Northern Delta. ROSETTA. 8. Route. 449
bank is Sindyun, with a handsome minaret. Opposite to it is Derut.
The angular pieces of wood at the top of the minarets are used for
bearing lamps on festive occasions. Numerous pumps are observed
on the banks. The next places on the left are Minyet-es-Sa'id and
Fezdr, and on the right Shemshir; then, on the left Adfineh, with
a palace erected by Sa'id Pasha, and on the right Metubis. Farther
towards the N., Dibeh lies a little to the left, and on the right are
Kuni, Minyet el-Murshid, and the important-looking little town of
Berimbdl. On the same bank are Teggdrin and the village of
Kasha, and opposite, to the left, is the town of Mahallet el-Emir,
crowned with two minarets. On the right we next observe Faras,
and on the left Shemdsmeh and El-Khimmdd; then, on the right,
El-Basreh, and on the left El-Gediyeh. The citadel of Rosetta
(Reshid), usually known as the Kal'a ('castle') next comes in sight.
Near it, also on the left, we observe a fine grove of palm-trees
rising close to the town, and the hill of Abu Mandur (see below).
Rosetta, Arabic Reshid (a Coptic name, Ti Rashit signify¬
ing 'city of joy'), the ancient Bolbitine, with 19,392 inhab.,
almost exclusively natives, lies at the mouth of the Bolbitinic arm
of the Nile, which was also called the Taly (TaXu). As the Rosetta
Stone (see below) was found near Fort St. Julien, 4 M. to the N.,
it is supposed that the ancient town lay in that neighbourhood.
— There is no inn at Rosetta, but, if necessary, the traveller may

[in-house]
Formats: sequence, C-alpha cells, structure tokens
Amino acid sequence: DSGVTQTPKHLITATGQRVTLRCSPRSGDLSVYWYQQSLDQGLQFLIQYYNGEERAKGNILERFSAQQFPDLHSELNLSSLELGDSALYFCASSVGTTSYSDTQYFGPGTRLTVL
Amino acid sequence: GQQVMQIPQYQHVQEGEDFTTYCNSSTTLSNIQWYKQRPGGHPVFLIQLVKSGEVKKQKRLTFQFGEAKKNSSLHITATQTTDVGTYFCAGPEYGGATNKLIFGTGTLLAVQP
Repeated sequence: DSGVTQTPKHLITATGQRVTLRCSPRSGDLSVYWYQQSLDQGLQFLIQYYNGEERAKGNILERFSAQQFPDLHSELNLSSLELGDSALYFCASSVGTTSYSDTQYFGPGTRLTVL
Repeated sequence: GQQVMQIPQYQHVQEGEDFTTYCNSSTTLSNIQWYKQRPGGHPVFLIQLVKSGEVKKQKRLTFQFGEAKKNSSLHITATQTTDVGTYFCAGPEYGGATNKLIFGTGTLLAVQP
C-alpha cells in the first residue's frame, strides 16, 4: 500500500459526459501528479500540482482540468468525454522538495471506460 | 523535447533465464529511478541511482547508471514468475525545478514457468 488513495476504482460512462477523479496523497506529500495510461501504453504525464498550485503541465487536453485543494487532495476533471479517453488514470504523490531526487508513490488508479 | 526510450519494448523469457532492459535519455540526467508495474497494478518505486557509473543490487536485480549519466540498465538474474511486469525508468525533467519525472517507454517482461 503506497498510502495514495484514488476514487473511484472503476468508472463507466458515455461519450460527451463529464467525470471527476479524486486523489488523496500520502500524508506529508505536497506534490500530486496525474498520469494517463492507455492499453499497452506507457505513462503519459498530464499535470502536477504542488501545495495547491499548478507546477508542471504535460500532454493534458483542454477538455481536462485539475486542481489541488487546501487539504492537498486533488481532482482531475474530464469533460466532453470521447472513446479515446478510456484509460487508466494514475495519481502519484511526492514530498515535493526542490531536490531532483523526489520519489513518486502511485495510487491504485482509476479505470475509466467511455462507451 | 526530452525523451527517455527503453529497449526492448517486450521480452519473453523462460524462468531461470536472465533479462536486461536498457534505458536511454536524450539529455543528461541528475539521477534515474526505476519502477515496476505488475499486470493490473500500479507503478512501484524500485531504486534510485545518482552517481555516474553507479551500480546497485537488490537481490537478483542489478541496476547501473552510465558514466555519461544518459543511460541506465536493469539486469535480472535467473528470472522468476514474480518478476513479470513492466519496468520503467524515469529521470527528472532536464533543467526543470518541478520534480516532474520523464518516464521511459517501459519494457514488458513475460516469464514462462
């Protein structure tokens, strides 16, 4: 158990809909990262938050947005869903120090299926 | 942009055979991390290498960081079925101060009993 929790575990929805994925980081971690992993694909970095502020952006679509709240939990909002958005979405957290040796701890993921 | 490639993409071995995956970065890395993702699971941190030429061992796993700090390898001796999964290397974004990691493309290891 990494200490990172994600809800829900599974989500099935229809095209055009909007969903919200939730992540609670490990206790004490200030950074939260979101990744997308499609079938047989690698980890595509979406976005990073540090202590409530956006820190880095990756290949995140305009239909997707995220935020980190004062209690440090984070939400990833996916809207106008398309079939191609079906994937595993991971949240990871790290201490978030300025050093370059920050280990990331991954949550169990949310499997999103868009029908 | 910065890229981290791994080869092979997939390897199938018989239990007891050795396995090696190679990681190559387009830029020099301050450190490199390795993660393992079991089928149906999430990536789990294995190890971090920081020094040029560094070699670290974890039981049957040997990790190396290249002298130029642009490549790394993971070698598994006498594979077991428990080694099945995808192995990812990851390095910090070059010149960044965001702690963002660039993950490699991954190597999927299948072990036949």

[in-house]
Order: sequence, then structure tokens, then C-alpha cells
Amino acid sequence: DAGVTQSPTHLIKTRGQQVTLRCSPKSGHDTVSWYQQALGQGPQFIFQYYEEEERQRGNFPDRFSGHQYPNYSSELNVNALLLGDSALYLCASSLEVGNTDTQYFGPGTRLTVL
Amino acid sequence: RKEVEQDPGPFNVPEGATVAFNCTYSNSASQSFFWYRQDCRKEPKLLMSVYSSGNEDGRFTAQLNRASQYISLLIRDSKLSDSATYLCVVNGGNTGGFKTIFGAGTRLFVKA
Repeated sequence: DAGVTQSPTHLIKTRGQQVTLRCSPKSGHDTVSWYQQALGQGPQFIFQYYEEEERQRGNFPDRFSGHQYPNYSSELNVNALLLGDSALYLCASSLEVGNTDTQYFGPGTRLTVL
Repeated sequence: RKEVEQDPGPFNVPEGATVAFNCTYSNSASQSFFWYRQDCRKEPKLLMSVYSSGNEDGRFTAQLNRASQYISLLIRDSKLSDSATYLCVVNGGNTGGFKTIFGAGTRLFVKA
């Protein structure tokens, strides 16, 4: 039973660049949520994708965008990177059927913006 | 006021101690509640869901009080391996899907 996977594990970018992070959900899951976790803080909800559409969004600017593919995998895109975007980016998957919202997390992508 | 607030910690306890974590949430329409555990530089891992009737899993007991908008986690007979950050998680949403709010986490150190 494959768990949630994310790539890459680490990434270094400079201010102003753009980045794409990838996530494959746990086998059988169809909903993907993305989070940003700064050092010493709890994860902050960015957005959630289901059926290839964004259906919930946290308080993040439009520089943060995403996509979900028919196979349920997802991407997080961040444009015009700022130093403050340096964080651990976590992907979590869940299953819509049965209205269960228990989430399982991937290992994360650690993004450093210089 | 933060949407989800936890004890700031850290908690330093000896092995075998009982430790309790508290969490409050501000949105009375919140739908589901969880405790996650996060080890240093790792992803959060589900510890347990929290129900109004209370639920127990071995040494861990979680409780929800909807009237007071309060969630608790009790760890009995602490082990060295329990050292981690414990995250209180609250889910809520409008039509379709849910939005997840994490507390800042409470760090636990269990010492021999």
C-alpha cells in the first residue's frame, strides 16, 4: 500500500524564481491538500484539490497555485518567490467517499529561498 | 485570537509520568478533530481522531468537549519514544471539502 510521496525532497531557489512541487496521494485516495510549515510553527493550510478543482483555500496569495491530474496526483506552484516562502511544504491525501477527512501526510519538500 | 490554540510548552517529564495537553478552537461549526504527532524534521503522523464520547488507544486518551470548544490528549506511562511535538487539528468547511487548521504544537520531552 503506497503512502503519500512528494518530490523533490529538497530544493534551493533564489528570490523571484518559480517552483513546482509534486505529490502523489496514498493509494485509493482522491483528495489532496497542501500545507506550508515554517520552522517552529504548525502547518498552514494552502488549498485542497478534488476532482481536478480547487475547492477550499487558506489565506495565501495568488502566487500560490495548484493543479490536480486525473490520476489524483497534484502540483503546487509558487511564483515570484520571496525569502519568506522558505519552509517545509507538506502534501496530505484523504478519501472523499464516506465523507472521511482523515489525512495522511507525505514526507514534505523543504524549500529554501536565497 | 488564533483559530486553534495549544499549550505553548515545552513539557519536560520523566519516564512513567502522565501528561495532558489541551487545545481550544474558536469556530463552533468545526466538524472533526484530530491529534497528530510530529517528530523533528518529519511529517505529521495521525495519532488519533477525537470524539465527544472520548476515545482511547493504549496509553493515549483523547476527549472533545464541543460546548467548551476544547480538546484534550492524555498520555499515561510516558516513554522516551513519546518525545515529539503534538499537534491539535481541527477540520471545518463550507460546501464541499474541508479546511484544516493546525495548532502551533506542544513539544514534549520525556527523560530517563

apply for accommodation to the hospitable Franciscan monks.
History. Little is known regarding the early history of the town.
It was founded on the site of the ancient Bolbitine, and early in the
middle ages attained considerable mercantile importance. It continued
to flourish down to the beginning of the present century, but its prosperity
declined rapidly in consequence of the construction of the Mahmudiyeh
Canal and the improvement of the harbour of Alexandria. The rice
trade of Rosetta is of considerable importance, and shipbuilding is car¬
ried on with some success.
The town possesses numerous gardens, which yield excellent
fruit. Trie hill of Abu Mandur, to the S. of the town, which com¬
mands a fine view, is supposed by some topographers to have been
the site of the ancient Bolbitine. The interesting streets contain
many small, but substantial houses in a peculiar, half-European
style, with projecting stories and windows towards the outside.
Numerous columns from edifices of the heathen and Christian
periods, many of them of granite and some of marble, are seen
lying in various open spaces, particularly one of considerable size
near the river, and a number of others are built into the houses.
The very spacious Mosque of Sakhltin is embellished with many
ancient columns, but is otherwise uninteresting. The fortifications
to the N. of the town are not shown except by permission the
commandant. In 1799 M. Bouchard, a French captain of engineers,
discovered in Fort St. Julien the celebrated Rosetta Stone, which
afforded European scholars a key to the language and writing of the
ancient Egyptians, which had been lost for nearly 14 centuries.
Baedeker's Egypt I. 2nd Ed. 29